Article

Policy Process Theory and Natural Hazards

Thomas A. Birkland

in Oxford Research Encyclopedia of Natural Hazard Science


Published online November 2016 | e-ISBN: 9780199389407 | DOI: https://dx.doi.org/10.1093/acrefore/9780199389407.013.75

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  • Social Impact of Environmental Issues (Environmental Science)
  • Environmental Politics
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Natural disasters pose important problems for societies and governments. Governments are charged with making policies to protect public safety. Large disasters, then, can reveal problems in government policies designed to protect the public from the effects of such disasters. Large disasters can serve as focusing events, a term used to describe large, sudden, rare, and harmful events that gain a lot of attention from the public and from policy makers. Such disasters highlight problems and, as the public policy literature suggests, open windows of opportunity for policy change. However, as a review of United States disaster policy from 1950 through 2015 shows, change in disaster policy is often, but not always, driven by major disasters that act as focusing events. But the accumulation of experience from such disasters can lead to learning, which can be useful if later, even more damaging and attention-grabbing events arise.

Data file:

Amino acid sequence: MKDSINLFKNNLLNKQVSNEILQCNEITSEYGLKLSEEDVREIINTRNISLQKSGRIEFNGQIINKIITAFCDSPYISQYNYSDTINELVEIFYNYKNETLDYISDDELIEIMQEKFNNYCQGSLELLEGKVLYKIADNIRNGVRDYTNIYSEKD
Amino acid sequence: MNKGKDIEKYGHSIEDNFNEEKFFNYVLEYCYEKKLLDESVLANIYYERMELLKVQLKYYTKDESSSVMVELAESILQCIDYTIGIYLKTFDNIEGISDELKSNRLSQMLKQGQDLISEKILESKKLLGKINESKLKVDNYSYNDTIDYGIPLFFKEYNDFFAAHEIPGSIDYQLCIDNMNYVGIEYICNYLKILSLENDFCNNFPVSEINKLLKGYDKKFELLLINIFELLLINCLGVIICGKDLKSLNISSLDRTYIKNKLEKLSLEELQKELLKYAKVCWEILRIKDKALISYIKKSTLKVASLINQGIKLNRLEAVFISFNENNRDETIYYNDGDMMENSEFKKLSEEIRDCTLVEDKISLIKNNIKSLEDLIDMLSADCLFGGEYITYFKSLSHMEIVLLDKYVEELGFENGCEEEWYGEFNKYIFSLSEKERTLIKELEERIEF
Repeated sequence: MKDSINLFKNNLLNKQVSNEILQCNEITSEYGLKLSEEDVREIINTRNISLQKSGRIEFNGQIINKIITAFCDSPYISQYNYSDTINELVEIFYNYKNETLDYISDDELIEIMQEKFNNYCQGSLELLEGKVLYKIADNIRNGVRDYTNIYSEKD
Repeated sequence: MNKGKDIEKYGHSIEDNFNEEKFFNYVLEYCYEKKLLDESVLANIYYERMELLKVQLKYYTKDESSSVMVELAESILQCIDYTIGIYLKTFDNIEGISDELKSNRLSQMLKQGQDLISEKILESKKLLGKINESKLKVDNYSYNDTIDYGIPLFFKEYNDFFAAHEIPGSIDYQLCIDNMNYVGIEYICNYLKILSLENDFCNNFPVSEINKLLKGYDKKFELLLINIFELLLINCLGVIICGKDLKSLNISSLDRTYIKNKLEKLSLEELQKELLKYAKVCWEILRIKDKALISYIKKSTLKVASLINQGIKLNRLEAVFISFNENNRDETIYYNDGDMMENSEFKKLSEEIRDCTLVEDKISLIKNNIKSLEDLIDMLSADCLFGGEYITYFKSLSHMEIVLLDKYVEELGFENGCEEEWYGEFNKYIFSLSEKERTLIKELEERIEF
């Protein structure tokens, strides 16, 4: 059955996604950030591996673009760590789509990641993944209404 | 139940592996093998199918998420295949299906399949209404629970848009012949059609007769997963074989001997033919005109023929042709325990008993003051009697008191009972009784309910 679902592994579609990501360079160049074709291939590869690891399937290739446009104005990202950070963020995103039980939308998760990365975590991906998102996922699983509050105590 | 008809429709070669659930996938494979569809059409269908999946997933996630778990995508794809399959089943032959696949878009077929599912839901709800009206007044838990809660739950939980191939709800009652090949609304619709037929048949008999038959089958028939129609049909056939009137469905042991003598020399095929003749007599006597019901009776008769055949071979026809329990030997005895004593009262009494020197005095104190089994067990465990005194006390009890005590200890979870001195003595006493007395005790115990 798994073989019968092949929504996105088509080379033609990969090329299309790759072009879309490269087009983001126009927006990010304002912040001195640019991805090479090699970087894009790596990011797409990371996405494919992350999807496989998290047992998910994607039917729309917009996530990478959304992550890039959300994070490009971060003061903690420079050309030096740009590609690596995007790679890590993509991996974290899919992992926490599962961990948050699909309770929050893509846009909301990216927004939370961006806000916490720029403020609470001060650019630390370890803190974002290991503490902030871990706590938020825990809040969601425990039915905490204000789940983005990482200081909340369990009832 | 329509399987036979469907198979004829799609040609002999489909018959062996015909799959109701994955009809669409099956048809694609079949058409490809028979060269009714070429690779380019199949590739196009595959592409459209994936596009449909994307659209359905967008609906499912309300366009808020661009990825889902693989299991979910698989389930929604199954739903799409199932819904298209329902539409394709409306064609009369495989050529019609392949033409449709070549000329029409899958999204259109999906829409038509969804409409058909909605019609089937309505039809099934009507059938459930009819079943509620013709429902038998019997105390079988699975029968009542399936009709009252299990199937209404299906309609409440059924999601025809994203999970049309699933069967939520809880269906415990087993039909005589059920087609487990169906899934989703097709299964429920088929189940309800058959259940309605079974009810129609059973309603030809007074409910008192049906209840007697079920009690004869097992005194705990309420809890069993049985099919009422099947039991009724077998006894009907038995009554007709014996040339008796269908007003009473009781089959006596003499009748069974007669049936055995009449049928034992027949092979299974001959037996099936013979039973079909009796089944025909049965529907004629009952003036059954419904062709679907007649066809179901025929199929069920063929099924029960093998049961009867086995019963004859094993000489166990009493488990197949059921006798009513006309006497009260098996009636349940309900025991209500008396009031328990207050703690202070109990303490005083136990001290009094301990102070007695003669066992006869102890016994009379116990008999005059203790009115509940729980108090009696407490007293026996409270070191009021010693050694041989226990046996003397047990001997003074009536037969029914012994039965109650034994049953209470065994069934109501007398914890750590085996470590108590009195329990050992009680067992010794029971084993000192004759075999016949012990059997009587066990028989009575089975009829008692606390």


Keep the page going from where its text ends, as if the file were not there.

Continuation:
Keywords: disaster policy; public policy; natural disasters; focusing events; agenda setting; policy learning

Article.  9621 words.  Illustrated.

Subjects: Social Impact of Environmental Issues (Environmental Science) ; Environmental Politics ; Environment and Energy Law

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